The HTC Touch2 features a built-in GPS receiver - it's the Qualcomm gpsOne chipset, which comes along with the Qualcomm MSM7225 platform.
The HTC Touch2 supports the A-GPS so you can download current satellite data over Wi-Fi or the 2G/3G network for a much faster GPS satellite lock.
The HTC Touch2 comes with a trial version of CoPilot Live 7 and the free Google Maps. The 2.8" touchscreen of the Touch2 is hardly enough to rival dedicated GPS units. Anyway, you have 14 days to test the CoPilot Live and decide if you can cope with a screen of this size.
Chipset sensitivity of the HTC Touch2 seems to be quite decent for a reasonably fast initial satellite lock.
The HTC Touch2 makes a small point but makes it right for the most part. To begin with, it looks sharp enough to get you interested but won't intimidate first-time PocketPC users. It has a solid enough spec sheet with a few nice bonuses like a 3.5 mm audio jack and the zoom bar.
However, some of the things it lacks cannot go unnoticed. The essentials are well covered of course - and in PocketPC terms essentials imply quite an all-round set of connectivity and office features. But the Touch2 tries to be a budget balancer which makes compromises inevitable.
It becomes all too obvious in direct comparison with the most important rival - Samsung B7300 OmniaLITE. Between the two, the Touch2 looks by far the more credible PocketPC but that impression won't hold upon closer inspection. Screen size and resolution, autofocus camera and the accelerometer are the key points in favor of the Samsung - not to mention the multimedia capabilities (losing on 3.5mm audio connectivity but gaining back on DivX and XviD video support). And what is even more important, the OmniaLITE keeps the asking price lower than the Touch2.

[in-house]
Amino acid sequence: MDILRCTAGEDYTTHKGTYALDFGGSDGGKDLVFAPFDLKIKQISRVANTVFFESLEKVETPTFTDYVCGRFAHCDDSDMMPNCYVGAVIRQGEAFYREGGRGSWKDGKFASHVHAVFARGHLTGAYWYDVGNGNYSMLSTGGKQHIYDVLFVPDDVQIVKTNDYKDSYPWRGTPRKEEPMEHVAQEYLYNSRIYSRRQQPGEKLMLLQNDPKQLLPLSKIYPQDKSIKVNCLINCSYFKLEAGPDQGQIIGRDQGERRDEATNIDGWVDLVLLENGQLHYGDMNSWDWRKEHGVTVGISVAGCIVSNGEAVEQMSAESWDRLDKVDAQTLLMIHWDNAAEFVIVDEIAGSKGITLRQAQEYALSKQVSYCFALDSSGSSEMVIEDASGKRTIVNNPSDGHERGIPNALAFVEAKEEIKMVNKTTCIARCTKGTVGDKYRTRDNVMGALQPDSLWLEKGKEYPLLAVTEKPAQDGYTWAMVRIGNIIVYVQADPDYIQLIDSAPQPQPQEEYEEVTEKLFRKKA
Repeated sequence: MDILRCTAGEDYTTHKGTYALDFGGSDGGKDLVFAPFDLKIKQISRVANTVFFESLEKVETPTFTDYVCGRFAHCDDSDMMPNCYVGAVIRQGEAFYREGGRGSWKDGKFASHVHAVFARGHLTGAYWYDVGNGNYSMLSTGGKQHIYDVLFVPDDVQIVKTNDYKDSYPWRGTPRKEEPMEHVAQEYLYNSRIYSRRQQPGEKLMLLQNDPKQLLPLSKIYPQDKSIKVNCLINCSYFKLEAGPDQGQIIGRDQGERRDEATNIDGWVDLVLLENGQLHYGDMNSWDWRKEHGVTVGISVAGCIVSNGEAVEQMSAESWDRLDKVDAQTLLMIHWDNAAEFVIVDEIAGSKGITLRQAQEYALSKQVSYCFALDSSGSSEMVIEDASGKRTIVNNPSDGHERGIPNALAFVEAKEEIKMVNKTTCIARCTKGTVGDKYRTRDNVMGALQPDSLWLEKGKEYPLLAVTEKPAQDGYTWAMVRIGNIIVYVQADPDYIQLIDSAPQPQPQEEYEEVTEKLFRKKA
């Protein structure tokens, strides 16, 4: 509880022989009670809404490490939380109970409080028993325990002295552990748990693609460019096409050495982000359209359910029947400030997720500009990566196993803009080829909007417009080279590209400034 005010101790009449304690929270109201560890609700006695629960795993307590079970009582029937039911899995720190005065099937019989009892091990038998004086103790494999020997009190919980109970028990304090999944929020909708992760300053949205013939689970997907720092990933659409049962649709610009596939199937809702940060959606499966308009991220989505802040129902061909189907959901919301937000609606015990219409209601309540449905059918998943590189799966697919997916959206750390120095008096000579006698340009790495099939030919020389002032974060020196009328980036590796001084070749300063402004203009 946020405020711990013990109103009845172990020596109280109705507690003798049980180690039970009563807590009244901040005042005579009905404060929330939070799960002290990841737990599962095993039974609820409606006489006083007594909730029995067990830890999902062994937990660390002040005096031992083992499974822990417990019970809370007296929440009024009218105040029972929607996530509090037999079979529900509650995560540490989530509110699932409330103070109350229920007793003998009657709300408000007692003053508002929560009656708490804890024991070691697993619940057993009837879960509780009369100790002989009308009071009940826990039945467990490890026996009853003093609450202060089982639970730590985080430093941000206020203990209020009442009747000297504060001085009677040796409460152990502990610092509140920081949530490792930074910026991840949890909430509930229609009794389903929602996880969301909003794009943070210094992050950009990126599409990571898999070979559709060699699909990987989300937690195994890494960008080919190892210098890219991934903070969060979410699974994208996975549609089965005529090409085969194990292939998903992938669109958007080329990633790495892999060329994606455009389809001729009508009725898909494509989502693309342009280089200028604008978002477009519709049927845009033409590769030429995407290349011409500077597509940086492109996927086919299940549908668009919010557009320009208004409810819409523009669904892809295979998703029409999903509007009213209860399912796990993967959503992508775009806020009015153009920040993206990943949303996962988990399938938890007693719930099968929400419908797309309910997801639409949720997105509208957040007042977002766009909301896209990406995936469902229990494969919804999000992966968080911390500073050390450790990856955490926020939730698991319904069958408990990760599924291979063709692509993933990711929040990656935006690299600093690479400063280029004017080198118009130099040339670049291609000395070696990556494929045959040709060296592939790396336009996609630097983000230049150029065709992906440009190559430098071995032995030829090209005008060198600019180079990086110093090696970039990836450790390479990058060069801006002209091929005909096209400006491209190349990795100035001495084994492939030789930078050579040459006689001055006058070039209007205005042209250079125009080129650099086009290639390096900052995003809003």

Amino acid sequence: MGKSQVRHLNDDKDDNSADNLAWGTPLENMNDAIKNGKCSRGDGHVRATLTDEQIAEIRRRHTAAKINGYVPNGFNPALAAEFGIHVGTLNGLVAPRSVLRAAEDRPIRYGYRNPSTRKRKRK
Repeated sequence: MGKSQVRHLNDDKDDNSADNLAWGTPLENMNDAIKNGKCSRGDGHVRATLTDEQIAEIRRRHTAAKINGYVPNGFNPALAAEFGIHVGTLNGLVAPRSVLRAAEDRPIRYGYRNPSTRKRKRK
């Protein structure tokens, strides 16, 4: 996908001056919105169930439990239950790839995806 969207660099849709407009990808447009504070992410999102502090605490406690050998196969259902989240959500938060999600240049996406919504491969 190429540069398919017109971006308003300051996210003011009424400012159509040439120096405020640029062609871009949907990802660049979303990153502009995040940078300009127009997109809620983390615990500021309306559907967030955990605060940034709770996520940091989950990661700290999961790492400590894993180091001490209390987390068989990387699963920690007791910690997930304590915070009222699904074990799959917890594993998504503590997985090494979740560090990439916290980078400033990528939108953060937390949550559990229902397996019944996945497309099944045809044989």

And that's hardly the only source of pressure on the Touch2. The Symbian powered Nokia 5800 XpressMusic is a year old already but packs a good enough punch and costs way less. The recent HTC Tattoo and the Samsung I5700 Galaxy Spica go around at nearly the same price as the Touch2. They offer similar capabilities but have one major advantage (well, some would call it a disadvantage - a matter of taste): Android OS.
It looks like the HTC Touch2 has more responsibility than its rank suggests. While the whole place is abuzz with Android, HTC are quite reasonably trying to update their midrange and respond to the competition, while in the same time reshaping the company and brand image from the ground up.
The Touch2 has another important role as the first HTC handset running the updated Windows Mobile 6.5. For a company that does PocketPC for a living, it's quite an important role. But then, WinMo 6.5 turned out not much of a big deal - so that's why the Touch2 is just another sequel - quite in line with the company's recent naming pattern. Maybe it will take Windows 7 for HTC to display the depth of their vocabulary.